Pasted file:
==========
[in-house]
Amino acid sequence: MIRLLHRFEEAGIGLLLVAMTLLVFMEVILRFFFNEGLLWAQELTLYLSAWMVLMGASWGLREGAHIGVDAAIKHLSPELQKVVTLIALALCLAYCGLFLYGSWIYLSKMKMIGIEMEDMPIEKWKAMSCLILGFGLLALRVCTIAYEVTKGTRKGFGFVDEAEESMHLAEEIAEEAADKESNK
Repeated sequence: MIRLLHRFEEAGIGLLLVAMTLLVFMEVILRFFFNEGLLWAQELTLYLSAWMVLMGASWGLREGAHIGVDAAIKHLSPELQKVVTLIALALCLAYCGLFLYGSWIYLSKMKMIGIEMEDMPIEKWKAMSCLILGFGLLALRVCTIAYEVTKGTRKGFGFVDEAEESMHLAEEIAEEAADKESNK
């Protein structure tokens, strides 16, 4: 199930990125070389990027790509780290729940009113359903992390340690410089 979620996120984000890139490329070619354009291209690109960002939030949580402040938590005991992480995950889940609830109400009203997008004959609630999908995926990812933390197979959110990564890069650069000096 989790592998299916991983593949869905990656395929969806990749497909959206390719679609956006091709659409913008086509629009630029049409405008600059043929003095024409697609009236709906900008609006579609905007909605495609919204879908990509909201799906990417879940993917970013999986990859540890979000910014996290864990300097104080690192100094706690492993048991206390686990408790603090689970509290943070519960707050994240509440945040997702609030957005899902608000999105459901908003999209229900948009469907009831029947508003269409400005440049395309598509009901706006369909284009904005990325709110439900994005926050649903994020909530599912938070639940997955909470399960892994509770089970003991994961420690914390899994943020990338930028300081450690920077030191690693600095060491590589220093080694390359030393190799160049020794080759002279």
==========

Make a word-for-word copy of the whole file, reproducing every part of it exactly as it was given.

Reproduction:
[in-house]
Amino acid sequence: MIRLLHRFEEAGIGLLLVAMTLLVFMEVILRFFFNEGLLWAQELTLYLSAWMVLMGASWGLREGAHIGVDAAIKHLSPELQKVVTLIALALCLAYCGLFLYGSWIYLSKMKMIGIEMEDMPIEKWKAMSCLILGFGLLALRVCTIAYEVTKGTRKGFGFVDEAEESMHLAEEIAEEAADKESNK
Repeated sequence: MIRLLHRFEEAGIGLLLVAMTLLVFMEVILRFFFNEGLLWAQELTLYLSAWMVLMGASWGLREGAHIGVDAAIKHLSPELQKVVTLIALALCLAYCGLFLYGSWIYLSKMKMIGIEMEDMPIEKWKAMSCLILGFGLLALRVCTIAYEVTKGTRKGFGFVDEAEESMHLAEEIAEEAADKESNK
């Protein structure tokens, strides 16, 4: 199930990125070389990027790509780290729940009113359903992390340690410089 979620996120984000890139490329070619354009291209690109960002939030949580402040938590005991992480995950889940609830109400009203997008004959609630999908995926990812933390197979959110990564890069650069000096 989790592998299916991983593949869905990656395929969806990749497909959206390719679609956006091709659409913008086509629009630029049409405008600059043929003095024409697609009236709906900008609006579609905007909605495609919204879908990509909201799906990417879940993917970013999986990859540890979000910014996290864990300097104080690192100094706690492993048991206390686990408790603090689970509290943070519960707050994240509440945040997702609030957005899902608000999105459901908003999209229900948009469907009831029947508003269409400005440049395309598509009901706006369909284009904005990325709110439900994005926050649903994020909530599912938070639940997955909470399960892994509770089970003991994961420690914390899994943020990338930028300081450690920077030191690693600095060491590589220093080694390359030393190799160049020794080759002279």